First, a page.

When the buzzer sounded and it hit him that Kansas had won, Marvin Bagley III bent over and rested his hands on his knees.
He stayed there for a few seconds until teammate Gary Trent Jr. came to pick him up. Together they walked back to the handshake line. Their eyes stared into space.
The Blue Devils had lost 85-81 in overtime to the Jayhawks in the Elite Eight of the NCAA tournament.
Duke's season was over. And for Bagley, his career as a Blue Devil is likely over, too.
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"You never want to lose, especially with this team," Bagley said. "We've got a lot of competitors on this team and this feeling is not the best feeling."
Bagley, the freshman forward, is expected to be a one-and-done player and is projected to be a top-three pick in the NBA draft in June.
He shattered numerous records at Duke and won multiple awards. In Friday's Sweet 16 win over Syracuse, Bagley became Duke's all-time freshman scoring leader. But it didn't really matter, the goal was to win a national championship , and establish a legacy.
That didn't happen, though.
And as soon as Bagley got to the locker room after the Kansas loss, shock and the handshakes, the questions came.
"I'm not even trying to think about that right now," Bagley said when asked whether he knew if he'd leave for the NBA. "I'm just thinking about what happened tonight."
Bagley, who Kansas double - and triple-teamed much of the game, finished with 16 points and 10 rebounds. Bagley came to Duke near the end of last summer as a late addition to the 2017 class. He had reclassified from the Class of 2018 before signing with the Blue Devils.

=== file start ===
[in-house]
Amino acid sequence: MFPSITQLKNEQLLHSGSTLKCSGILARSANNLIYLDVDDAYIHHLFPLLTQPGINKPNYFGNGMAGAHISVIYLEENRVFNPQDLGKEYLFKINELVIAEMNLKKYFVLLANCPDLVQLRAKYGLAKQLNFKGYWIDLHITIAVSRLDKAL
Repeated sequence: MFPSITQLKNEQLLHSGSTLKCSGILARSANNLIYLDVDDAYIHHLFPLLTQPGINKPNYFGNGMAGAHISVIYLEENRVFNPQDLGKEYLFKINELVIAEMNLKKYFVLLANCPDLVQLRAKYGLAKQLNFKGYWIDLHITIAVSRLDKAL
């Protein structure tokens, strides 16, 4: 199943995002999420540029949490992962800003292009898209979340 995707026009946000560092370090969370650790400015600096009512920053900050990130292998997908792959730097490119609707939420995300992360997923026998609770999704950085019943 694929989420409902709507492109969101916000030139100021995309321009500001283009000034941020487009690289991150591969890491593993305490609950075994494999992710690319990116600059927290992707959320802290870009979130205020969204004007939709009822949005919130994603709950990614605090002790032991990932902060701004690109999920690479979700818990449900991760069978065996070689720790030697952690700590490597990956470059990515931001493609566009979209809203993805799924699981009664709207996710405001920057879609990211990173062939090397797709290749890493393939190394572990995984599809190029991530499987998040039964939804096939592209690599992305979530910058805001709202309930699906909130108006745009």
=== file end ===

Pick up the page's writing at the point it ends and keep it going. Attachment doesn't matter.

He immediately excelled.
In his one season at Duke, he averaged 21 points and 11.1 rebounds, leading the ACC in both categories. He won ACC Player and Rookie of the Year, only the second player to achieve that.
He is a first-team All-America by Sporting News, NABC and USBWA, and is a finalist for the Wooden, Naismith and Malone awards. But the award he wanted the most, a championship, he didn't get.
"I just thank everybody, man, for just allowing me to be myself and just to be a part of something so special," Bagley said. "And, like I said before, it hurts that we couldn't go further than what we did. But I'm still proud of what we did this year and just gotta keep our heads up."
Whether his fellow freshmen teammates will leave and enter the draft is a question too. Freshmen guards Trent and Trevon Duval and forward Wendell Carter Jr. all said Sunday they were unsure about whether they'd turn pro.
Duval and Carter said at this point, without a championship, both felt like returning to Duke.
Duke has the No. 1 recruiting class again next year with Zion Williamson, Tre Jones, Cam Reddish and R.J. Barrett, and those four players are expected to replace the four freshmen who are expected to leave.
The current group had talked about their goal of winning a national title, because they knew it would be their last ride together and the didn't want it to end. Had they lost, there would be nothing to show for it.
And there wasn't.
"You know, they've gotten better throughout, and they played winning basketball today," Duke coach Mike Krzyzewski said. "And I feel badly for them because I thought they were deserving of winning, too."